KAMPALA, Uganda – Famine has been declared in two counties of South Sudan, according to an announcement by the South Sudan government and three U.N. agencies, which says the calamity is the result of prolonged civil war and an entrenched economic crisis that has devastated the war-torn East African nation.
The official classification of famine highlights the human suffering caused by South Sudan’s three-year civil war, and even as it is declared, President Salva Kiir’s government is blocking food aid to some areas, according to U.N. officials.
More than 100,000 people in two counties of Unity state are experiencing famine, and there are fears that the famine will spread as an additional 1 million South Sudanese are on the brink of starvation, the announcement said.
“Our worst fears have been realized,” said Serge Tissot, head of the Food and Agriculture Organization in South Sudan. He said the war has disrupted the otherwise fertile country, causing civilians to rely on “whatever plants they can find and fish they can catch.”
Roughly 5.5 million people, or about 50 percent of South Sudan’s population, are expected to be severely food insecure and at risk of death in the coming months, the report said. It added that nearly three-quarters of all households in the country suffer from inadequate food.
If food aid does not reach children urgently “many of them will die,” said Jeremy Hopkins, head of the U.N children’s agency in South Sudan. Over 250,000 children are severely malnourished, Hopkins said, meaning they are at risk of death.
It is not the first time South Sudan has experienced starvation. When it fought for independence from Sudan in 1998, the territory suffered from a famine spurred by civil war. Anywhere from 70,000 to several hundred thousand people died during that famine. But Monday’s declaration of starvation is solely South Sudan’s creation, and a U.N. official blamed the country’s politicians for the humanitarian crisis.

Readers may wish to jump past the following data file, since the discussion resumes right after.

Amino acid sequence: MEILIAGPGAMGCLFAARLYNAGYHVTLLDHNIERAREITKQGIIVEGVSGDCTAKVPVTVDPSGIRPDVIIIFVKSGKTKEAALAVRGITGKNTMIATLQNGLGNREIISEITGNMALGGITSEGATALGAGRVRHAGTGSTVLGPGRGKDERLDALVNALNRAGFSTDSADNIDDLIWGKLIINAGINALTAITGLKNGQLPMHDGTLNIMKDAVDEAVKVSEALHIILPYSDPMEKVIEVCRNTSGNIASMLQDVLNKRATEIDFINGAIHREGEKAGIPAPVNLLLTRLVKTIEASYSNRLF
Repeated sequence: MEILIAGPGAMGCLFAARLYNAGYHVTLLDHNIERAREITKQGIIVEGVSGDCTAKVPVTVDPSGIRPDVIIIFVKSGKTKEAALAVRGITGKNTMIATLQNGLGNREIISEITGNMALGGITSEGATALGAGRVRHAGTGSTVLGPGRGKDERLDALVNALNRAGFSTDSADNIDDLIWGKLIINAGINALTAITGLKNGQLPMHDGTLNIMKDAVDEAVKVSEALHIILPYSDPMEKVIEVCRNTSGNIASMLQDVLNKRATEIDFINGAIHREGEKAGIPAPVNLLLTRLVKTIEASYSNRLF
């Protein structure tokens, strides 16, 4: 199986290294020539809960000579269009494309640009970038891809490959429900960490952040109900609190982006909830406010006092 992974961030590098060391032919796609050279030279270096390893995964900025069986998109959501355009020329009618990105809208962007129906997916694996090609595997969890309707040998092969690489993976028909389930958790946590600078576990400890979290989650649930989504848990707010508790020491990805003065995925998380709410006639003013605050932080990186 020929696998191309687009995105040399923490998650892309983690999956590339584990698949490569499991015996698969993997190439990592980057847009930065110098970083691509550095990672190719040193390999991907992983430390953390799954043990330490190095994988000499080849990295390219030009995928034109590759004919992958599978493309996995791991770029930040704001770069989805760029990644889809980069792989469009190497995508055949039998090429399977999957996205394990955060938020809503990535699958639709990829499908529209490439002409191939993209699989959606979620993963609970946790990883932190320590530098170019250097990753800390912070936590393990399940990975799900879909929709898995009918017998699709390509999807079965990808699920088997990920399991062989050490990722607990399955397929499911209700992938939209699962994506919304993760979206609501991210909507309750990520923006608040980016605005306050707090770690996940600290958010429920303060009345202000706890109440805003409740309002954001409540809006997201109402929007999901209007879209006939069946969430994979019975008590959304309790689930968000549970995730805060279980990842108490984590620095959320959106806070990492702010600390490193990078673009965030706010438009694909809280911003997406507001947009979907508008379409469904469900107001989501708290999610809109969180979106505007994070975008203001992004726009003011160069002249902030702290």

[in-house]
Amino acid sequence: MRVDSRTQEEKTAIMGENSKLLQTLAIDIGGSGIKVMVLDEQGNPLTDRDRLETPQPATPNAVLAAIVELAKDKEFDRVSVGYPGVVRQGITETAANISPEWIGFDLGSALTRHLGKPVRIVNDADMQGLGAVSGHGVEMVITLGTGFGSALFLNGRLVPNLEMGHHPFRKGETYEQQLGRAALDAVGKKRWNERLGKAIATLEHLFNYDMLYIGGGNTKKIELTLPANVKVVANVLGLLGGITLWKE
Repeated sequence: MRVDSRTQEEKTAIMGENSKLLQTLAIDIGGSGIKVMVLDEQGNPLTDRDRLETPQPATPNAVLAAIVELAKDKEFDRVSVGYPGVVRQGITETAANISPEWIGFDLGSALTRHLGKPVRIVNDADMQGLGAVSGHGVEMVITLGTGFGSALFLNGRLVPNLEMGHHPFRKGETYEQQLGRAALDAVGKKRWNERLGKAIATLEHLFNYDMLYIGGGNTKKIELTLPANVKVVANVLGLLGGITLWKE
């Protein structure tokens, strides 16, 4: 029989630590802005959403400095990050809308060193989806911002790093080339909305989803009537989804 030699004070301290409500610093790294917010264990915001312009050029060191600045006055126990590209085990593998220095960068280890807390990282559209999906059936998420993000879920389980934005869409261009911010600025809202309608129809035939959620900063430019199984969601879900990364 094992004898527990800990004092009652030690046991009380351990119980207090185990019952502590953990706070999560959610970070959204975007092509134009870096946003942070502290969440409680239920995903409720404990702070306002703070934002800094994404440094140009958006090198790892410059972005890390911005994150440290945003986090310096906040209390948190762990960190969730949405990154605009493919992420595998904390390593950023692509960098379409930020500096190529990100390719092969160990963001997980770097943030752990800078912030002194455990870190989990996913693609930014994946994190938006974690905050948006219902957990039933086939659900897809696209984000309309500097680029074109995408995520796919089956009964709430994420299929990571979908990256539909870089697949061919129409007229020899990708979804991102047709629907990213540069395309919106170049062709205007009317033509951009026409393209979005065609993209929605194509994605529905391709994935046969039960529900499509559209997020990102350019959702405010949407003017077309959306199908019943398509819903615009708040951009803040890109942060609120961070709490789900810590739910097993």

“This famine is man-made,”said Joyce Luma, head of the World Food Program in South Sudan. “There is only so much that humanitarian assistance can achieve in the absence of meaningful peace and security.”
Perhaps nowhere else has civil war caused such a drastic decline in South Sudan’s food security than in Central Equatoria state, according to the report. Traditionally South Sudan’s breadbasket, Central Equatoria has been hit by fighting and ethnically targeted killings that began in July 2016 and have displaced over half a million residents and disrupted agricultural production. As a result, more than a third of Central Equatoria’s population is now facing crisis or emergency levels of hunger, according to the report.
South Sudan’s widespread hunger has been compounded by an economic crisis as well. South Sudan is experiencing severe inflation and the value of its currency has plummeted 800 percent in the past year, which has made food unaffordable for many families. When The Associated Press visited the western town of Aweil in September, the price of food had risen ten-fold in the previous 12 months.
Although it is not as significant as the effects of war and inflation, some of South Sudan’s hunger crisis is the direct result of the government’s action. South Sudanese government officials have blocked or placed constraints on the delivery of food aid to areas of the country, according to a U.N. official who insisted on anonymity because of lack of authorization to speak to the media. On Monday, the U.N. agencies said that unimpeded humanitarian access “is urgently needed.”
Tens of thousands of people have died since civil war broke out in December 2013, and the U.N. warns that South Sudan is at risk of genocide. Since fighting in the capital of Juba killed hundreds of people in July, the war has uprooted more than 3 million people.
U.N. officials have contested that hunger in South Sudan is even more shocking because of the country’s fertile land conditions. During her farewell briefing in November as head of the U.N. mission, Ellen Loj said that South Sudan has the resources and climate to feed itself.
“When I am flying up country I am always surprised to see all that fertile land and there is not anything,” Loj said. “You could feed yourself plenty and I hope peace will come to South Sudan.”
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